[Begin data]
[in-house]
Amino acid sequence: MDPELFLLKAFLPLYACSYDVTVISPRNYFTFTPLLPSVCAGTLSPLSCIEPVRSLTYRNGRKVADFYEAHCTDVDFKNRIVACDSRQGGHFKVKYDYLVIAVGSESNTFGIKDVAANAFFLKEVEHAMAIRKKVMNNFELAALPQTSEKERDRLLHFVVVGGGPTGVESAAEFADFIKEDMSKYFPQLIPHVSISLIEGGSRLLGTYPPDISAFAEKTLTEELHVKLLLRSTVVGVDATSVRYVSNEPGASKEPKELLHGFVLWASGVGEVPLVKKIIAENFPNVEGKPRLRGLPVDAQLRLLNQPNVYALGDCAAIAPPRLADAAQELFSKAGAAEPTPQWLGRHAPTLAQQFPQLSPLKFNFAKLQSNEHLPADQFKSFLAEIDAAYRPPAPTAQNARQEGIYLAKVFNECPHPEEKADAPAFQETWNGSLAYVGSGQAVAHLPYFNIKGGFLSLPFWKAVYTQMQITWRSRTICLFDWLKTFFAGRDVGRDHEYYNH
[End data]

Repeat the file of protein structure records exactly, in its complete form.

[in-house]
Amino acid sequence: MDPELFLLKAFLPLYACSYDVTVISPRNYFTFTPLLPSVCAGTLSPLSCIEPVRSLTYRNGRKVADFYEAHCTDVDFKNRIVACDSRQGGHFKVKYDYLVIAVGSESNTFGIKDVAANAFFLKEVEHAMAIRKKVMNNFELAALPQTSEKERDRLLHFVVVGGGPTGVESAAEFADFIKEDMSKYFPQLIPHVSISLIEGGSRLLGTYPPDISAFAEKTLTEELHVKLLLRSTVVGVDATSVRYVSNEPGASKEPKELLHGFVLWASGVGEVPLVKKIIAENFPNVEGKPRLRGLPVDAQLRLLNQPNVYALGDCAAIAPPRLADAAQELFSKAGAAEPTPQWLGRHAPTLAQQFPQLSPLKFNFAKLQSNEHLPADQFKSFLAEIDAAYRPPAPTAQNARQEGIYLAKVFNECPHPEEKADAPAFQETWNGSLAYVGSGQAVAHLPYFNIKGGFLSLPFWKAVYTQMQITWRSRTICLFDWLKTFFAGRDVGRDHEYYNH